When using an infrared camera, it’s essential to keep the following four factors in mind as these cannot be changed in post-production once the photo is taken:
Focus: The images must be in proper focus
Orientation: The image must be appropriately oriented to the camera
Range: The temperature range sensitivity must be correctly set for the photographed subject
Distance: The distance must be correct to capture the data
Span: The temperature span must be sufficient to see gradients in the image. If it’s too large, the image will appear washed out; if it’s too small, small shifts will appear as bright contrasts, resulting in false positives.
Span Variation Example:
Span too large, resulting in washed out image
Span properly calibrated to provide good thermal detail
Relationship between Resolution and Distance
Distance is more important in capturing quality images with thermal cameras. Thermal cameras have a much smaller resolution than visual light cameras due to limitations in sensor technology. Higher-resolution cameras offer sharper thermal images but at a substantially higher price point. The lower the camera’s resolution, the closer to the target you must be to capture the same level of detail.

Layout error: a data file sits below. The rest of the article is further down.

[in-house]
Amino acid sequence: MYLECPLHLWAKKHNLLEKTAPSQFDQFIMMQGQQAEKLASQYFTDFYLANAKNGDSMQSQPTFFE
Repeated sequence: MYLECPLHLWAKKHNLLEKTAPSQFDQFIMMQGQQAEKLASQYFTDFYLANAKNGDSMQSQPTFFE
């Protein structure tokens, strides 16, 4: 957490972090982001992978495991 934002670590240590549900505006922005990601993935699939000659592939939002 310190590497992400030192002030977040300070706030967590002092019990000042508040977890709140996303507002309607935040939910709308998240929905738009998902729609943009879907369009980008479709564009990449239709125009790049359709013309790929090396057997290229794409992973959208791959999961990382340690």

Low-resolution cameras hide detail as distance to the subject increases
High-resolution cameras provide more thermal detail, but at a higher price point
Thermal Camera Tips
Thermal cameras are sensitive instruments, and handling them with care is essential. Never point them at the sun, as it can damage the lens. Also, never point thermal cameras on shiny surfaces like metal or glass that reflect the sun. Do not touch the camera lens with any materials other than approved ones.
To take a thermal image, set the camera to the proper range, typically the lower of the two options (-40C to 120C). Also, set the camera’s focus, distance, and span correctly. When taking the image, try to minimize any reflections or shadows on the subject, as these can affect the accuracy of the temperature readings.
Below is an example of the damage the sun can have on an IR camera. The spot in the lower right is burned into the camera and will appear on any following images the camera takes:
Infrared Thermography Surveys for Building Envelope Consulting
Infrared (IR) surveys can be a valuable tool for building envelope consulting, and one can use them to diagnose issues such as water penetration, insulation, and air movements. Thermal cameras capture images of a building’s thermal behavior, and consultants can identify areas of concern by analyzing the temperature variations in these images.